On Saturday 10th November we hosted Votes@16:Right Here Right Now, our Economic and Social Research Council Festival of Social Science event. It was held in the Foresight Centre at the University of Liverpool and involved interactive workshops with groups of Liverpool students expressing their views on the voting age and related issues.

Following a brief introduction from Professor Jon Tonge the workshop discussions covered a range of topics from the participant’s personal views on whether the voting age should be lowered to discussions of the role of education in preparing young people to vote and how gaining the right to vote relates to other key markers of transitions to adulthood.

While more students were in favour of votes at 16 than against there were a diverse range of arguments expressed. The groups were enthusiastic, engaged and articulate and their views have given us food for thought and new angles to explore in the project. For example, the participants consistently referenced the increasing pressure young people face around exams and life choices they are expected to make at 16 or earlier regarding their educational and career pathways. However, they were split as to the implications of this for the voting age. Speaking from their own recent experience some suggested that as 14 year olds were entrusted with making subject choices for their GCSE’s, which can have a long term impact on their future, it seemed unfair and inconsistent that they were also judged to be too immature to make a vote choice for another 4 years. Conversely others argued that the unique set of exam burdens, important decisions and teenage life stresses bearing down on young people at 16 was a good argument not to load the additional pressure of voting onto them.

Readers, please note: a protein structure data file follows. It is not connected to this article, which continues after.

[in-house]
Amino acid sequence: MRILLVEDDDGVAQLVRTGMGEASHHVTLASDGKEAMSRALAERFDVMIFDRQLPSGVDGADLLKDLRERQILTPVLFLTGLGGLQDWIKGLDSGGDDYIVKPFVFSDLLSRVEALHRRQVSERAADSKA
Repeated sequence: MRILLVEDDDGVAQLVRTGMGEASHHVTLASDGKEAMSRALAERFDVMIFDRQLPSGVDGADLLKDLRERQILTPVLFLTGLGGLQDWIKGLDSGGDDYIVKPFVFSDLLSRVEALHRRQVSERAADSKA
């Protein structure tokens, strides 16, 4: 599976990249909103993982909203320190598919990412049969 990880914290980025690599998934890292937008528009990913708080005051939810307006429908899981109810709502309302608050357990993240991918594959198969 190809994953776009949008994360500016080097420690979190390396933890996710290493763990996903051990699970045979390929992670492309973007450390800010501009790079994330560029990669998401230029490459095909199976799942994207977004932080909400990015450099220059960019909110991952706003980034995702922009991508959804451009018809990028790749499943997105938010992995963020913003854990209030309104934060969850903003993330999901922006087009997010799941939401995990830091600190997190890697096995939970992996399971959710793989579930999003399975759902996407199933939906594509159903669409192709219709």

Nuanced views were also expressed on the nature and markers of maturity. Students pointed out that their peers who had gone into the workplace at 16 had levels of responsibility and life experience that many university students lacked, were impacted by government policy more directly and were often more prepared to vote than a 21-year-old who had spent their life in education yet they were often less confident to do so. It was accepted that maturity is ultimately an ambiguous concept and that its relationship to voting rights was less clear cut than often assumed. One interesting perspective was that, bar the introduction of some form of problematic official citizenship exam assessing readiness to vote, the minimum voting age has to be drawn somewhere. Setting it too low risks increasing the numbers of immature voters while setting it too high risks alienating able citizens from the franchise. On balance most agreed that 16 represented a good compromise in this respect especially if there was an increased emphasis on political education in schools which, interestingly, many differentiated from citizenship education. There was also a relevant counter argument expressed that you could not be considered mature enough to vote while still at school and with the leaving age recently raised to 18 the voting age should remain there too. However, in general participants gave short shift to the standard age symmetry argument used by both advocates and opponents of votes at 16. pointing out that voting is a different kind of responsibility and therefore not comparable to other legal minimums.

Overall the event was a success and we have been able to use the workshops as focus group research that will feed directly into the results of the main project. The participants showed a high level self-reflection and recognised that they were a uniquely engaged and politically interested set of people. We are interested in comparing their attitudes and narratives with other less engaged groups and in creating some mixed focus groups in which the relatively engaged interact with the relatively disengaged to deliberate on these issues. We would like to thank the participants for their time and for their thoughtful contributions. Thanks also goes to the ESRC, particularly the Festival of Social Science team, for funding and supporting the event, the Leverhulme Trust for funding our project, the Foresight Centre University of Liverpool for hosting us and to Zarah Ross of Youth Focus North West for her invaluable help both before and during the event.

If you would like further information on the project or are interested in working with us to put on a workshop or focus group, then please contact our Research Fellow Tom Loughran at t.i.loughran@hud.ac.uk

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